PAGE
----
Speaking to Alex Eymieu, a Partner at premier executive search firm CTPartners, from his Shanghai office a few weeks ago on the osmosis of many senior executives from the Western world to their emerging market counterparts – and specifically China – it would seem that the recipe for success for those deciding to up sticks and make the move relies almost entirely on balancing the right ingredients of West and East.
The Balance of East and West
“Assessing the balance, I think, is the most important skill for recruiters today…having enough understanding of the local practices and enough understanding of the global governance to balance or assess a candidate’s ability to do the job,” is key explains Eymieu as we discuss the ins and outs of recruiting ‘native’ candidates versus those of a more international flavour.
Having spent the past 20 years in China as a French national, it’s clear Eymieu is well positioned to offer both a service and perspective that is becoming increasingly important to Western companies looking to set up shop in China, as well as Chinese employers looking for Western executives.
For the former, an implicit understanding of where a company stands in its internationalisation is key; knowing whether that company can integrate its staff into a local Asian market is just as important as knowing whether it can support a native executive in its ‘Western ranks’. For the latter, ensuring the right support infrastructure pre-exists within the company needs to be complimented with a candidate’s acquired “soft skills” such as cultural etiquette and sensitivity in order for a right fit to occur.
Taking It Personally
However, the job of a recruiter isn’t over once a candidate has been placed – and the idea of a ‘right fit’ only really applies in the theoretical ‘on paper’ realm. Naturally, the “onboarding” process is ultimately the employer’s responsibility, but for the likes of Eymieu, placing senior executives into emerging market positions relies on an inherent understanding that – regardless of candidates’ years of experience – it’s still a natural shock to the system to enter into a world of unfamiliar practices and cultural differences. As such, looking at personal strengths is just as important as industry experience and credentials, if not more when compared to the standard candidate screening habits of the West.
“The first 100 days is critical. In this time, we’ll very quickly see of a person is going to fit and stay within the first 100 days, so we remain very close to them and make sure that they are successful,” explains Eymieu. “Coaching may be a way for people to take responsibility in a new environment better. I’m a big believer in executive coaching…as it can help executives to have a better sense of their own soft skills and how they can listen and discovery a different way of looking at things and fit into the job.”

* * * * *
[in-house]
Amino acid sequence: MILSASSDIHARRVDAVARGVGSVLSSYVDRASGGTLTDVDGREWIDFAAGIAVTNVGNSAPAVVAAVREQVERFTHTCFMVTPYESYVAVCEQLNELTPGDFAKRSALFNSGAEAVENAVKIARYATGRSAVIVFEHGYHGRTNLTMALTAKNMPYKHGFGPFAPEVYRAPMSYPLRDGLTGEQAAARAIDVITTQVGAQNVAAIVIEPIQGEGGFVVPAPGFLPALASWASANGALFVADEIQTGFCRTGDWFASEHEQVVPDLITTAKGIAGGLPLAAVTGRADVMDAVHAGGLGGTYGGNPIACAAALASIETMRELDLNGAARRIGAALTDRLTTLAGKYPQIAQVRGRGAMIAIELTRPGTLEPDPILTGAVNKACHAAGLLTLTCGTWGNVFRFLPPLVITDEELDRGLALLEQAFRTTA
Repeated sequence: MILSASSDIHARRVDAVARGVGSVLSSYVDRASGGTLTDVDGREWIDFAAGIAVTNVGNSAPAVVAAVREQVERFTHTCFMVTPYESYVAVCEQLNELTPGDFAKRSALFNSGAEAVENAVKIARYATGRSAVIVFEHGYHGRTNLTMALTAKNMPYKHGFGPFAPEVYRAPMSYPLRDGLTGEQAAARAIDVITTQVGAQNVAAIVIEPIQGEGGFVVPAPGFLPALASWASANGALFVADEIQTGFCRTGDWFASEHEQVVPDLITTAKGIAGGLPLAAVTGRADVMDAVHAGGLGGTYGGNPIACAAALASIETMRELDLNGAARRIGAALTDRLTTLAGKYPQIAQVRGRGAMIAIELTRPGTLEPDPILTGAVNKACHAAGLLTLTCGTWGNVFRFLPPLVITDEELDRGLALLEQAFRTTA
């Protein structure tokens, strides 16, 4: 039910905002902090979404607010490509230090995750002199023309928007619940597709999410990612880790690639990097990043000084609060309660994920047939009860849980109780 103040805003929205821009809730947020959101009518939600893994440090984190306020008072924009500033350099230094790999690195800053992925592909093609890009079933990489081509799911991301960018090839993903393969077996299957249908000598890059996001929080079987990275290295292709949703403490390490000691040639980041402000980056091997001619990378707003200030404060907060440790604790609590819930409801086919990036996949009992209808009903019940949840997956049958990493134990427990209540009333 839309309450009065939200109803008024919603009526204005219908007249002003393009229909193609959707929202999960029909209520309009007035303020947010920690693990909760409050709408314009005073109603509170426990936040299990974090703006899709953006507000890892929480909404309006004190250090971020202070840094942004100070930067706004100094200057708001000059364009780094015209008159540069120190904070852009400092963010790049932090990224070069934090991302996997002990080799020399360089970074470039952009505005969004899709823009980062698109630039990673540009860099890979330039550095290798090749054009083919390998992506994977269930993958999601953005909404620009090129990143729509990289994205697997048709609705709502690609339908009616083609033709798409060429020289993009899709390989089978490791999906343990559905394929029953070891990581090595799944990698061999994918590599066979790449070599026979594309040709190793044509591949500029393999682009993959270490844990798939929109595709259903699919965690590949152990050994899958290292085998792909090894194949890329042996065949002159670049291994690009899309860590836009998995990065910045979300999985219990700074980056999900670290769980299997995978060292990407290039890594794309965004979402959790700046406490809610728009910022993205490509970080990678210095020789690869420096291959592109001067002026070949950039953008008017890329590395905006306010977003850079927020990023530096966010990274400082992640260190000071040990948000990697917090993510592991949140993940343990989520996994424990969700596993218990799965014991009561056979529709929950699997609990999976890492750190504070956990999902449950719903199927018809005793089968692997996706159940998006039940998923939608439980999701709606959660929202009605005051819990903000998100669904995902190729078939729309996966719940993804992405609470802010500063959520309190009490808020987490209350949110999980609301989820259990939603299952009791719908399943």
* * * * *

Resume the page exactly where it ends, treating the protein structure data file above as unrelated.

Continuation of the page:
Channel Your Current Employer
As Eymieu points out, it’s this idea of finding a “different way of looking at things” that means candidates have to be considered in a personal light as well as a professional one – a point that Spencer Green, Chairman of one of the world’s most progressive business Event companies, GDS International, further exemplified in a live interview with Meet The Boss in New York.
So how can senior executives looking to break into emerging markets such as China go about doing just that? Exposure is an obvious weapon in the armoury, but perhaps not in the external market sense we’re used to in the West. As Eymieu explains, employers in emerging markets are fully aware of the steep learning curve at play, meaning the likelihood of active candidates looking for work with new employers is extremely low.
However, flip the route on its head and burrow your way in through your current employer, and you’re chances increase dramatically. “Almost all the major companies today have access or offices and business in emerging markets. Find an opportunity within your current employer, then once you’re exposed, get some coaching to open your mind and get to a point where you know what you don’t know.”
That is, without fail, the takeaway here: “Get to a point where you know what you don’t know”. It’s how we learn, it’s how we grow – but most importantly, it’s how we become more accepting of, and encouraged to explore, new cultures and the rich vault of experience just waiting to be found.
Author: Nick Pryke